Is third time the charm for Charles Bronson’s geriatric vigilante? John hits the mean streets to find out.
Who made it?: Michael Winner (Director/Co-Producer), Don Jakoby (Writer), Menahem Golan, Yoram Globus (Producers), The Cannon Group, Inc.
Who’s in it?: Charles Bronson, Deborah Raffin, Ed Lauter, Martin Balsam, Gavan O’Herlihy, Kirk Taylor, Alex Winter.
Tagline: “He’s back to New York bringing justice to the streets…”
IMDb rating: 5.8/10.
Death Wish 3 is 80s exploitation filmmaking at its best. It is a series which spawned five action-packed movies and brought audiences a no-nonsense, hardened character developed in the same macho mould as Clint Eastwood’s “Dirty” Harry Callaghan. A normal everyday man turning into a remorseless vigilante, and choosing to defend the innocent from criminal scum, is a scenario that always interests me. Let’s face it, who hasn’t fantasised about taking the law into their own hands, especially if you’ve been a tragic victim of crime?
Architect Paul Kersey (Charles Bronson) returns to Brooklyn to visit his old friend, Bennett, who he served with during the Korean War. When his buddy is violently attacked by a street gang, the famous vigilante decides to clean up the criminal neighbourhood with his own brand of justice.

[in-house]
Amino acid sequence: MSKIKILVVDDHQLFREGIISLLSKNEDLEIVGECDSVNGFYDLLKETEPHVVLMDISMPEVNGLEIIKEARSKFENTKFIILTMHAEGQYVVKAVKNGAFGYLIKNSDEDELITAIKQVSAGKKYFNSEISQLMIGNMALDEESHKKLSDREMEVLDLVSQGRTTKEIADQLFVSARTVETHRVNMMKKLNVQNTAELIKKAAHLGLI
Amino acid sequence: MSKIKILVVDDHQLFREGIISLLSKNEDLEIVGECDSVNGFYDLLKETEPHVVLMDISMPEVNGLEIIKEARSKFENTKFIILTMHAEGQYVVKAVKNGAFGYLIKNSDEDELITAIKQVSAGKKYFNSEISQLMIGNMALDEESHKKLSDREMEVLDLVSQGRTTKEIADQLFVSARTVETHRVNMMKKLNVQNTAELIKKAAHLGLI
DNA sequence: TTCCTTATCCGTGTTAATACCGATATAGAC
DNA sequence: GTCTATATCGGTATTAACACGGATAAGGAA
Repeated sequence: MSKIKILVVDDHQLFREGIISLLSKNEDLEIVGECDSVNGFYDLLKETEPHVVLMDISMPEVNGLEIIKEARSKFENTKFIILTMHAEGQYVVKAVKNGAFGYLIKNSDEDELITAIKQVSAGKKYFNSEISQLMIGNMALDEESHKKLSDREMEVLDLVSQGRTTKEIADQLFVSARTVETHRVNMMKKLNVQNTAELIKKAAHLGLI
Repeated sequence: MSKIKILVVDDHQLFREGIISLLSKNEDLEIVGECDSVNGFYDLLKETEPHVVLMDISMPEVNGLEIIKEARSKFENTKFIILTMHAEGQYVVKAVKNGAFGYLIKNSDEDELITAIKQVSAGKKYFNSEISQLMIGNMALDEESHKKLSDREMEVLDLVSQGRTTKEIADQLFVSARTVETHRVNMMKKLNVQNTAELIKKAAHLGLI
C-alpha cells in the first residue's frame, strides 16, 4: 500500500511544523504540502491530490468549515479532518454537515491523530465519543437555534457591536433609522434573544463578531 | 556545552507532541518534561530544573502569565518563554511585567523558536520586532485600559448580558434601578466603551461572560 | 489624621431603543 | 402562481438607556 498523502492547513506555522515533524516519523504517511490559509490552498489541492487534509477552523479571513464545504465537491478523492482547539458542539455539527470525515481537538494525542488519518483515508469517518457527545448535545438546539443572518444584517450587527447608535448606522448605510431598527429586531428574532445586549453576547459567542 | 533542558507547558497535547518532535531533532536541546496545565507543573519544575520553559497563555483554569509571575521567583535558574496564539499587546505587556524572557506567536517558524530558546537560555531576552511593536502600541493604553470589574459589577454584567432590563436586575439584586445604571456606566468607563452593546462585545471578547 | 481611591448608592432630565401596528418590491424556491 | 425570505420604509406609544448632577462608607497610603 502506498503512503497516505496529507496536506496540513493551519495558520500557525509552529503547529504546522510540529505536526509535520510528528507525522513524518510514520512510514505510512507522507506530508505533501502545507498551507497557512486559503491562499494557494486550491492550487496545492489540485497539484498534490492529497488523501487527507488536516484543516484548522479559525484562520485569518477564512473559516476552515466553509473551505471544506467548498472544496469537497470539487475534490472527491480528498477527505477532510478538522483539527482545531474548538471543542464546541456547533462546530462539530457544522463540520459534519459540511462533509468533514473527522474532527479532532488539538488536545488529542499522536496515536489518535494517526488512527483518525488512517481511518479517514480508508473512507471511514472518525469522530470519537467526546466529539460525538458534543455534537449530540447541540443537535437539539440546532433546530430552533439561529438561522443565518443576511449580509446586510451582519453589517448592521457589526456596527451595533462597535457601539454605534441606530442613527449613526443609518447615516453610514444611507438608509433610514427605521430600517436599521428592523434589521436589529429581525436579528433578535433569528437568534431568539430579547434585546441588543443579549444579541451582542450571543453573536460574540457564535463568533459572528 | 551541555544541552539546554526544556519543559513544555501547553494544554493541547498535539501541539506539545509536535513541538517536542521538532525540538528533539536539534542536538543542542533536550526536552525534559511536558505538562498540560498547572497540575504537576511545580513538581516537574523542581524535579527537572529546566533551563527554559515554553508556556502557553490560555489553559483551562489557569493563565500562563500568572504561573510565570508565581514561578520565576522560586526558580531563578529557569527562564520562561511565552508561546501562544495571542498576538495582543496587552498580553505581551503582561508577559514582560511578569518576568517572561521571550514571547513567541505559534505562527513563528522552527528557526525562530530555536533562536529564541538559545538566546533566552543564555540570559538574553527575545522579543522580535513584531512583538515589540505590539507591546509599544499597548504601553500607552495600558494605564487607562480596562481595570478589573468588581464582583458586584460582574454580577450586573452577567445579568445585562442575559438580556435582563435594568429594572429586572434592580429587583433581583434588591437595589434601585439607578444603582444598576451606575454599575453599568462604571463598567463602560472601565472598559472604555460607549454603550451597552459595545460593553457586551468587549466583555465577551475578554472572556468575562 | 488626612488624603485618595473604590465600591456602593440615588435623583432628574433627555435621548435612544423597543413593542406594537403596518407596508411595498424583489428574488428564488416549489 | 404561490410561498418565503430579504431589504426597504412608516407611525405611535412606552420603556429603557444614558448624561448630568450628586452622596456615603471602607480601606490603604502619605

Produced on a budget of $9 million, Death Wish 3 was directed by the late British filmmaker Michael Winner, who had previously helmed Death Wish (1974) and Death Wish II (1982). The screenplay was written by Don Jakoby who had previously co-written Lifeforce for Cannon with Dan O’Bannon (Alien, Return of the Living Dead). Despite having written the script, Jakoby ended up being credited as Michael Edmonds in the finished movie. This is due to the fact he had objections with the extensive rewrites of his script. The screenwriter would later go on to pen creepy-crawly thriller Arachnophobia (1990) and fang-tastic horror John Carpenter’s Vampires (1998).